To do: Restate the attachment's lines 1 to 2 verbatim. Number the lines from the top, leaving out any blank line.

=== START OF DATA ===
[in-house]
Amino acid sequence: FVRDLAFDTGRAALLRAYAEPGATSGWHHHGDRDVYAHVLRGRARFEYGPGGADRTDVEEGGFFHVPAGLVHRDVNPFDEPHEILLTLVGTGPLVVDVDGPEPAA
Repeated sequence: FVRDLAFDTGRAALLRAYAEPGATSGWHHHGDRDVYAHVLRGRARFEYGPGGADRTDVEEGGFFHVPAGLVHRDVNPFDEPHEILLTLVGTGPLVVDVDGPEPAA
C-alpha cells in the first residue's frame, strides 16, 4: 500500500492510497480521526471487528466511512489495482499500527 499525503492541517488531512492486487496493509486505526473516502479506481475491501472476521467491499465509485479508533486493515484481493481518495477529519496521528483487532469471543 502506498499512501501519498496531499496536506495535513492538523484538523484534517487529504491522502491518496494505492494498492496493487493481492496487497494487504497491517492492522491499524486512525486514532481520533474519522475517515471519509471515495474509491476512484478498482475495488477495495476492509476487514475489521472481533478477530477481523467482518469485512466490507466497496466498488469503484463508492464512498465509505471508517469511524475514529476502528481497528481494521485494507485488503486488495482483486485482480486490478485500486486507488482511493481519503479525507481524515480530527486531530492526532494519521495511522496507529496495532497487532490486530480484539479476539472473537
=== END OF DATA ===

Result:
[in-house]
Amino acid sequence: FVRDLAFDTGRAALLRAYAEPGATSGWHHHGDRDVYAHVLRGRARFEYGPGGADRTDVEEGGFFHVPAGLVHRDVNPFDEPHEILLTLVGTGPLVVDVDGPEPAA